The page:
Two sisters (Kirsten Dunst and Charlotte Gainsbourg) find their already strained relationship challenged as a mysterious new planet threatens to collide into the Earth.
With a back-story (almost) as singular as his films, Danish director Lars von Trier was one of the most exceptional filmmakers to burst onto the international film scene in the 1990s. Unapologetically confident in his artistry and an unabashed provocateur, von Trier could kick up a fuss about his behavior, but his stylistic brio, extreme narratives, and ability with actors prevented such films as Zentropa (1991), The Kingdom (1994), Breaking the Waves (1996), and Dancer in the Dark (2000) from being eclipsed by their creator. Even as he openly sought a larger audience by making films in English, von Trier’s success helped resurrect Scandinavian cinema’s international prominence; his intense fear of flying ensured he’d never “go Hollywood.”
Raised by his radical, nudist Communist parents in an unconventional environment where, as von Trier once put it, everything was permitted except “feelings, religion and enjoyment,” von Trier blossomed into a neurotic, left-wing, movie-loving… read more
It could had been a lot better: It had some good moments but for the most part it was boring. Kirsten Dunst gave a pretty good performance and you can really feel all the anxiety and depression she is going trough but I just never felt attached to her character or cared too much for her. Overall nicely acted but nor the plot or the characters managed to captivate me. An interesting premise but it didn´t do it for me.
Also: The best and worst of 2011, plus what’s in the works for 2012.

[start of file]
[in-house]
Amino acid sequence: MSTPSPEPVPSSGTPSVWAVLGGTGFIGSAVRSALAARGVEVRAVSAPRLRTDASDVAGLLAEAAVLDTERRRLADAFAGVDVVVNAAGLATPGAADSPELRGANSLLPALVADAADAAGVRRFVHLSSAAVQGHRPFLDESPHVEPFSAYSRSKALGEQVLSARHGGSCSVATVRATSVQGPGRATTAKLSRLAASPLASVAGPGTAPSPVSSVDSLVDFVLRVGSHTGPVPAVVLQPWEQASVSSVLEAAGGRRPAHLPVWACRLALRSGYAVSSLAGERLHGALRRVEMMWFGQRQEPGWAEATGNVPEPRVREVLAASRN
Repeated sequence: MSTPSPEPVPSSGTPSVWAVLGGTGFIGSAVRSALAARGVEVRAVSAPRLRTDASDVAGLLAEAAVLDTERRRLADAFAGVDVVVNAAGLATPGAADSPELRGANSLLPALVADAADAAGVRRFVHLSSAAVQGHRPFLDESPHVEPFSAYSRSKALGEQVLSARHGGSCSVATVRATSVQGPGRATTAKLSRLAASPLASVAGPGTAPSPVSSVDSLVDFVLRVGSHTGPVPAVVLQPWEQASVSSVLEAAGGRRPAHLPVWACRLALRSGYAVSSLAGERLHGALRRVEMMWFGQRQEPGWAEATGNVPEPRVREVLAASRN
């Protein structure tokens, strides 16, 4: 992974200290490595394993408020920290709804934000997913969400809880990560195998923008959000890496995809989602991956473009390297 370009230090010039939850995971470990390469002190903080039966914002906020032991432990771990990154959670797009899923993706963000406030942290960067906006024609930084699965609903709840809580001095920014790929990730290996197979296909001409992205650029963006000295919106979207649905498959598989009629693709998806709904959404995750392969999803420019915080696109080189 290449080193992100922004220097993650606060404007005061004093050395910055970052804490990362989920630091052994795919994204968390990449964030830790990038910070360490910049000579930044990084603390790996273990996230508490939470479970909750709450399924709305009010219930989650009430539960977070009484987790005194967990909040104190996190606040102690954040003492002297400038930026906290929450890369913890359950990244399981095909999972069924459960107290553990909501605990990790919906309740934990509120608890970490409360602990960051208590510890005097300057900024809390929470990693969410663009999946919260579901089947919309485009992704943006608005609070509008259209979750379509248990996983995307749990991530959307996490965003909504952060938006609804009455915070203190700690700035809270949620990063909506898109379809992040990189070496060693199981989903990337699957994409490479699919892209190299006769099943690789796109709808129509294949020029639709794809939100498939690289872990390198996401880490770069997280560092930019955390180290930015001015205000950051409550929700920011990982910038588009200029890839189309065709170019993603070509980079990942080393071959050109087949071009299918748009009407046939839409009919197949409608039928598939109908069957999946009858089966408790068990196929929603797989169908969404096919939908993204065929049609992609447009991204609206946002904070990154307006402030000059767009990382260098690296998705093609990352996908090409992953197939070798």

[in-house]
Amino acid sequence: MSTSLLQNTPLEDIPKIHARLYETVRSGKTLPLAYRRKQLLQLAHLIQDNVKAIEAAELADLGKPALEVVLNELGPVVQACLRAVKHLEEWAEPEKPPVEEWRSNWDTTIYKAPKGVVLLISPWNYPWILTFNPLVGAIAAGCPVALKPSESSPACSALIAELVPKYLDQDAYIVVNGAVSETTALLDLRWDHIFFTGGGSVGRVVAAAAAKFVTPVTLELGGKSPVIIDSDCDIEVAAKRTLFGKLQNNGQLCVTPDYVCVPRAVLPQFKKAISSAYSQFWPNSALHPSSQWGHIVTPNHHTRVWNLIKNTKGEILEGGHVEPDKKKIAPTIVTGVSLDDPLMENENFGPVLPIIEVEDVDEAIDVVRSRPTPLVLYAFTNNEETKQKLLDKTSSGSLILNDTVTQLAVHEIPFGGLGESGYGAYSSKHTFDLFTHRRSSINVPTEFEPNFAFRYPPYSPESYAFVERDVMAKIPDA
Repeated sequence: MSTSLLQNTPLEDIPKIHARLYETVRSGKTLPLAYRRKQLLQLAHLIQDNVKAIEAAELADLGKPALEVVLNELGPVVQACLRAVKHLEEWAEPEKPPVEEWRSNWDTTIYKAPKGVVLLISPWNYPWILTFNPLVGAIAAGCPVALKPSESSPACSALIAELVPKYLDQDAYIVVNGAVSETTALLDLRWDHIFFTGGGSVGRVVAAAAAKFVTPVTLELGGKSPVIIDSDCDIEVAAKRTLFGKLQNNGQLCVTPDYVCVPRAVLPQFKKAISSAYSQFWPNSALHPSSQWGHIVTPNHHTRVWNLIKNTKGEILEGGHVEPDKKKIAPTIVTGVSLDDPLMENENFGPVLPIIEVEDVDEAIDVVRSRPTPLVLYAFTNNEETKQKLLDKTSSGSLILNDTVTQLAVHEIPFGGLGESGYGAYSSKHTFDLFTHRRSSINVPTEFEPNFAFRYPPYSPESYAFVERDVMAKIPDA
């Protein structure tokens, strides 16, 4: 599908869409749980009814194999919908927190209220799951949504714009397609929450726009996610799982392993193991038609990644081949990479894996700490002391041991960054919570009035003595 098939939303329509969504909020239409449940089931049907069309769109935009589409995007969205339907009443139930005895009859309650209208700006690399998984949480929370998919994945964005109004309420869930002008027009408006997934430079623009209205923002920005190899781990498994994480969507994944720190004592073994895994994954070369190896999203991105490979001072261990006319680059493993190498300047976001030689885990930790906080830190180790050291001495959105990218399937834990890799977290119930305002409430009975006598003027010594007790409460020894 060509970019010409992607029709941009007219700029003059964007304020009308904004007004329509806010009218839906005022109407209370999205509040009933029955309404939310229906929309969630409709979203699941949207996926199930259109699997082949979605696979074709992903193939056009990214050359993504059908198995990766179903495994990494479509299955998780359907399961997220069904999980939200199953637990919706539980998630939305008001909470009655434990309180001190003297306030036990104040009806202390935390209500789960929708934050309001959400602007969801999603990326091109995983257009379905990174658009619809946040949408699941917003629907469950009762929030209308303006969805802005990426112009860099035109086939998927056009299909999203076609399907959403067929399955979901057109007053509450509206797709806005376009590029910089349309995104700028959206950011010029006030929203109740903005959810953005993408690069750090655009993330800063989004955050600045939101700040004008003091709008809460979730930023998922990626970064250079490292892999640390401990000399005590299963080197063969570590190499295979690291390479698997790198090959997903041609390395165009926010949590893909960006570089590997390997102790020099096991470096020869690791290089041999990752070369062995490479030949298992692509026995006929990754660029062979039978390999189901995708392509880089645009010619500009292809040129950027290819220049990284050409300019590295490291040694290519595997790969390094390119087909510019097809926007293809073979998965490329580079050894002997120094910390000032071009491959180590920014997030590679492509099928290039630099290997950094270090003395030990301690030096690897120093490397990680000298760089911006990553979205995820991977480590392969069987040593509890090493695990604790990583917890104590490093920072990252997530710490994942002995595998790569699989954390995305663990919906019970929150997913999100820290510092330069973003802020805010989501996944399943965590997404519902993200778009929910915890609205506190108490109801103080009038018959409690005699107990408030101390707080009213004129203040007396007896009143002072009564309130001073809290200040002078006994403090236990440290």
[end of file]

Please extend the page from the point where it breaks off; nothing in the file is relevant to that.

Moving Image Source’s “Moments of 2011,” Reverse Shot‘s top ten, the NYT’s awards season package and, of course, more.
Adrian Curry selects his favorite new movie posters of the year, from Boonmee to Bill.
Also: Best of 2011 from the San Francisco Bay Guardian, In Review Online and more. And 11-year-old Scorsese’s storyboards.
According to the Passiondex™, the real winner this year was made 20 years ago.
And more year-end lists from New York and the Guardian. Plus: Sony vs the New Yorker.
The delirious, tragic romance of woman’s anxiety is at the center of the new Lars von Trier.
A final pre-awards season roundup featuring Hoberman and Taubin, Freud and Jung.
Lars von Trier’s Melancholia leads with eight.
“Subtle, charming, sympathetic.” “Ridiculous, often quite boring.” “Stupendous, imaginative, weird, outlandish.” “Artistic elephantiasis.”
A look at the posters for the films in the main slate of this year’s New York Film Festival.
Updated through 5/23. The Jury of the 64th Cannes Film Festival, presided over by Robert De Niro, and further comprised of Martina Gusman
Films by Lars von Trier and Hong Sang-soo.
The end of the world will be beautiful, or so says the Polish poster for Lars von Trier’s Melancholia, quite fittingly on the eve of
Updated through 5/23. "It's the end of the world but also the start of something new for Lars von Trier, whose mind-blowing Melancholia offers
Trailer for Lars von Trier’s “Melancholia”
I actually enjoy understated film. Films where the beauty of cinematography sometimes even overshadows the plot. This has neither a notable plot nor any cinematography. Never have I felt so bored during… read review
Melancholia begins with a series of slow motion, ethereal scenes of an apocalypse enveloping the main characters. It is one of the most striking openings you’ll see in a cinema this year, or any other… read review
as far as films can go in capturing clinical depression, this film does it. more than antichrist, the internal workings and expressions of someone disturbed by MDD, the problems they cause, the gut… read review